Bill Keller and Lenore Anderson: The Future of Prisons, Public Safety, and Protecting Victims Rights
Does mass incarceration make our communities safer? How can we better protect victim rights? What happens inside of prisons? Those are important questions that Lenore Anderson and Bill Keller address in their new books In Their Names and What's Prison For?
Anderson argues that the powerful myth that mass incarceration benefits victims obscures recognition of what most victims actually need to address their trauma. Based on her national reform advocacy work and time as the former chief of policy at the San Francisco District Attorney’s office and former director of public safety for the Oakland mayor, she offers her solutions on how we can close the gap between our public safety systems and crime survivors.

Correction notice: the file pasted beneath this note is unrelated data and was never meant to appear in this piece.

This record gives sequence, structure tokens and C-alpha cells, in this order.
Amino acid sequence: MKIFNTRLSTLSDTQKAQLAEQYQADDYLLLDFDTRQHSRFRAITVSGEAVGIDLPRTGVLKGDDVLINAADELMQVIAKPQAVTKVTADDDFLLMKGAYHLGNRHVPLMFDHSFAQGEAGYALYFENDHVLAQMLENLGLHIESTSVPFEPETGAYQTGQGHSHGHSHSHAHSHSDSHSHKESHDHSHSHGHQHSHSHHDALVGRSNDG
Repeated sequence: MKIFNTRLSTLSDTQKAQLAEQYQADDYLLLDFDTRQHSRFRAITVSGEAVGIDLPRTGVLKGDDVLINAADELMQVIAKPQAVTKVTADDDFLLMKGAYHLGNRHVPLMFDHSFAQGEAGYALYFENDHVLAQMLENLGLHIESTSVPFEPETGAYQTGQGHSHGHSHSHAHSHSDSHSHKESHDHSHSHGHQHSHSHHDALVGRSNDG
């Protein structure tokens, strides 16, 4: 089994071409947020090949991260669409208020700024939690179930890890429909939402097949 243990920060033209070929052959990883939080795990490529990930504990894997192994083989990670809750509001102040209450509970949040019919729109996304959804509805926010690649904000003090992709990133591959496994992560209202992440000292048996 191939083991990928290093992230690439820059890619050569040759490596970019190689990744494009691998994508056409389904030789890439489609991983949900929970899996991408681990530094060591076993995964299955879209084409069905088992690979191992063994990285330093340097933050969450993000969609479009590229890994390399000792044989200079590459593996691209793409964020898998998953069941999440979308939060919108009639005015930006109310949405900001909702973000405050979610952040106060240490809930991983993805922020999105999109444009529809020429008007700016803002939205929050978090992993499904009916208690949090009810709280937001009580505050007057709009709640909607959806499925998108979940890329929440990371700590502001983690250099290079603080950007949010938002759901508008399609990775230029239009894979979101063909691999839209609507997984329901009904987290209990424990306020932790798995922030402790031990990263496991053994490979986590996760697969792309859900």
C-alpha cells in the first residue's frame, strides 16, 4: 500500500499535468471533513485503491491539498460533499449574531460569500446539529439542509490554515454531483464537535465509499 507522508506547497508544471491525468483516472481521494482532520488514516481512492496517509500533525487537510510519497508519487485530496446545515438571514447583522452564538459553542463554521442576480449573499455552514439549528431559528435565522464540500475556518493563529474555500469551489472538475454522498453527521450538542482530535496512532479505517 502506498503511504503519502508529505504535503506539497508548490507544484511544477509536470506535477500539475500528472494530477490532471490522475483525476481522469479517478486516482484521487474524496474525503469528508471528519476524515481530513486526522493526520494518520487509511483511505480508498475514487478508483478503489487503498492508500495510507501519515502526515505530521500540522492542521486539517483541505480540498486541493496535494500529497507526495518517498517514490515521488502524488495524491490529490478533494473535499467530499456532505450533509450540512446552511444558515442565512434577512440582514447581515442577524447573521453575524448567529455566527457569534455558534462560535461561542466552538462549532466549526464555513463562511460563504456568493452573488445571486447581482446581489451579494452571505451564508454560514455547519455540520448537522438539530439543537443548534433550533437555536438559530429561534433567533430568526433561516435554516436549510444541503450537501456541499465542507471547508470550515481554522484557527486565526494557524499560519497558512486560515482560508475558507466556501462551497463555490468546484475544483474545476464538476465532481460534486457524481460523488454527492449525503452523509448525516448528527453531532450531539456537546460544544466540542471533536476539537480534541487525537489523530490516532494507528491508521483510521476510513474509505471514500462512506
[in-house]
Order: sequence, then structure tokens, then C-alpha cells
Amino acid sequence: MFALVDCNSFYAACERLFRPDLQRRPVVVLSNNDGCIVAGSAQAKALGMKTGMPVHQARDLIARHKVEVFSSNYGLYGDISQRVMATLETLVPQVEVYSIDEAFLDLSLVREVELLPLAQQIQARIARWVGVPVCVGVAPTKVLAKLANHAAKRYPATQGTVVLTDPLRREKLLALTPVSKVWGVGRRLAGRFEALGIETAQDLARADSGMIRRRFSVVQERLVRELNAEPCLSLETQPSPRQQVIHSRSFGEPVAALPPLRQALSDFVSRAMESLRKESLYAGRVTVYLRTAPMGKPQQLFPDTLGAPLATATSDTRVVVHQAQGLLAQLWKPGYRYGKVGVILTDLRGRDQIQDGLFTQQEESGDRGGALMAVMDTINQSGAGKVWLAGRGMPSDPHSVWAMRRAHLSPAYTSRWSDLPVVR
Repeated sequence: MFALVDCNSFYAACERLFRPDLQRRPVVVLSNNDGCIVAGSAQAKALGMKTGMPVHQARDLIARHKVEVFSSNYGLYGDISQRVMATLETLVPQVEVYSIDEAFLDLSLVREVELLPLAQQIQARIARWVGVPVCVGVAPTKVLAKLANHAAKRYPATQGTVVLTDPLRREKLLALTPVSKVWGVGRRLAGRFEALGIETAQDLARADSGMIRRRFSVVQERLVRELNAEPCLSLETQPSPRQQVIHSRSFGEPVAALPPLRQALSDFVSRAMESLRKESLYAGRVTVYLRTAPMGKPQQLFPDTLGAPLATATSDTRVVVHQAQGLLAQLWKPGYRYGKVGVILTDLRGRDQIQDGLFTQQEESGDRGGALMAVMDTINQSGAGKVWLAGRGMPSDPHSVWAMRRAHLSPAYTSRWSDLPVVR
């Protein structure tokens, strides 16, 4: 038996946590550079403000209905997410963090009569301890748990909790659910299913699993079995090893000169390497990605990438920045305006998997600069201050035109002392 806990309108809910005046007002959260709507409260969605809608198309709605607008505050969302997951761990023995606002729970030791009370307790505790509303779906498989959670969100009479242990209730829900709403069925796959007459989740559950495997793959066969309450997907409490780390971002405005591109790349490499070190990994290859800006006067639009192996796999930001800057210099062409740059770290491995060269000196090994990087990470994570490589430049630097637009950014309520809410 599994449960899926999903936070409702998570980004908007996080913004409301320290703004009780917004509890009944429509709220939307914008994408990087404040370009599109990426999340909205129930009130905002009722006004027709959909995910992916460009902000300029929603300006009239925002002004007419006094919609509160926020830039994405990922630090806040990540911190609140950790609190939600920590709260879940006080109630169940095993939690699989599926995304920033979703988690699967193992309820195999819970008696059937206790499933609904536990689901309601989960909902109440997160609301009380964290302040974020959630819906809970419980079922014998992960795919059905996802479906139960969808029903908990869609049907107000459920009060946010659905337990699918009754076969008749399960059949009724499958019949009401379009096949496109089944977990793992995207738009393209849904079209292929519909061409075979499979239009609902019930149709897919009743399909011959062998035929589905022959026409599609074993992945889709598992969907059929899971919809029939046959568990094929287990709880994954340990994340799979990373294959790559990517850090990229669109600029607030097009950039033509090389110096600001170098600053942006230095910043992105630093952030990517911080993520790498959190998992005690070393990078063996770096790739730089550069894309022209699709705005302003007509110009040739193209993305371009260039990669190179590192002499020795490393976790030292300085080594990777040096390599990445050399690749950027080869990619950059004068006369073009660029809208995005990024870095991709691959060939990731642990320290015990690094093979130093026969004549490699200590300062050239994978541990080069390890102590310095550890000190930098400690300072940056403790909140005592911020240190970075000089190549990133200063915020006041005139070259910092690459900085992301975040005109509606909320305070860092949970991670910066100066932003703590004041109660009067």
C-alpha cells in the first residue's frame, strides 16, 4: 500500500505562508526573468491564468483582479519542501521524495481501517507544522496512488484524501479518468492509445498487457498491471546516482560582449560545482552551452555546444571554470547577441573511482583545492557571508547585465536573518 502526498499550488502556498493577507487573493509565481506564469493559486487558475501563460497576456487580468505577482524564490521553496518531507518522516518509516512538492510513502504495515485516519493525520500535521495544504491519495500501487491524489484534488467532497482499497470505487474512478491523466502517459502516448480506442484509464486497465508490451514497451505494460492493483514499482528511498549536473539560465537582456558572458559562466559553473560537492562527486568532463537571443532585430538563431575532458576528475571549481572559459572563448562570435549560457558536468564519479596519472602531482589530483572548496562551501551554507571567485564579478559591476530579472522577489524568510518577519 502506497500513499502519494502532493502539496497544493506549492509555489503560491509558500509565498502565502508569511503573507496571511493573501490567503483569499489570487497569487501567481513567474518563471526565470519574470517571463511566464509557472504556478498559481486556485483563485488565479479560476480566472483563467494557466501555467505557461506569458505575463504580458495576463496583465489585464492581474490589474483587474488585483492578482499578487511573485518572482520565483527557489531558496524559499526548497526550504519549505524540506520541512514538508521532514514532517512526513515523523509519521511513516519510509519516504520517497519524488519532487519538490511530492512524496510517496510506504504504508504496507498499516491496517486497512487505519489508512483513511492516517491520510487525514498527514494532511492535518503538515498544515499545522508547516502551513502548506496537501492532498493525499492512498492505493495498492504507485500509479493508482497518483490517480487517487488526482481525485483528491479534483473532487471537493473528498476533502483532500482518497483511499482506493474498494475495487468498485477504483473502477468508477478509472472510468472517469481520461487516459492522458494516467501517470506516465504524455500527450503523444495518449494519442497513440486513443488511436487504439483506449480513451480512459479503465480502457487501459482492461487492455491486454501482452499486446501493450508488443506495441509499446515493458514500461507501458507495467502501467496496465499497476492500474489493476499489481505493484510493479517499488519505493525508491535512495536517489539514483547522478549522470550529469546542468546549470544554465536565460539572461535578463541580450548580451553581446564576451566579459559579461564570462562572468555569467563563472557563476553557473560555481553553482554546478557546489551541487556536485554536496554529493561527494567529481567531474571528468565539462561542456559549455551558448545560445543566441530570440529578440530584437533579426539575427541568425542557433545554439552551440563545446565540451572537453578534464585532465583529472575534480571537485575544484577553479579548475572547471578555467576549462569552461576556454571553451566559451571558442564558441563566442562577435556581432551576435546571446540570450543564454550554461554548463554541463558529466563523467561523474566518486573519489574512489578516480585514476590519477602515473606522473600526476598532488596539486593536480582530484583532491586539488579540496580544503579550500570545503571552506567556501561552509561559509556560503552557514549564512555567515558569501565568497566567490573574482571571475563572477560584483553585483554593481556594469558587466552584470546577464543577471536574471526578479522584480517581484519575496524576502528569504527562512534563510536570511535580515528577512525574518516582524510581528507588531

Keller looks at our broken criminal justice system and shares what happens inside prisons and jails, where nearly 2 million Americans are held. He takes us inside to meet men and woman who are making efforts to return back to society and talks about his own experience helping educate inmates at Sing Sing as well as other programs around the country.
Anderson photo by Praise Santos McKenna; Cordell photo by Laurie Naiman.
Founder and President, Alliance for Safety and Justice; Author, In Their Names: The Untold Story of Victims’ Rights, Mass Incarceration, and the Future of Public Safety
Founding Editor-in-Chief, the Marshall Project; Author, What’s Prison For? Punishment and Rehabilitation in the Age of Mass Incarceration
In Conversation with LaDoris Cordell
Judge (ret.); Author, Her Honor: My Life on the Bench . . . What Works, What’s Broken, and How to Change It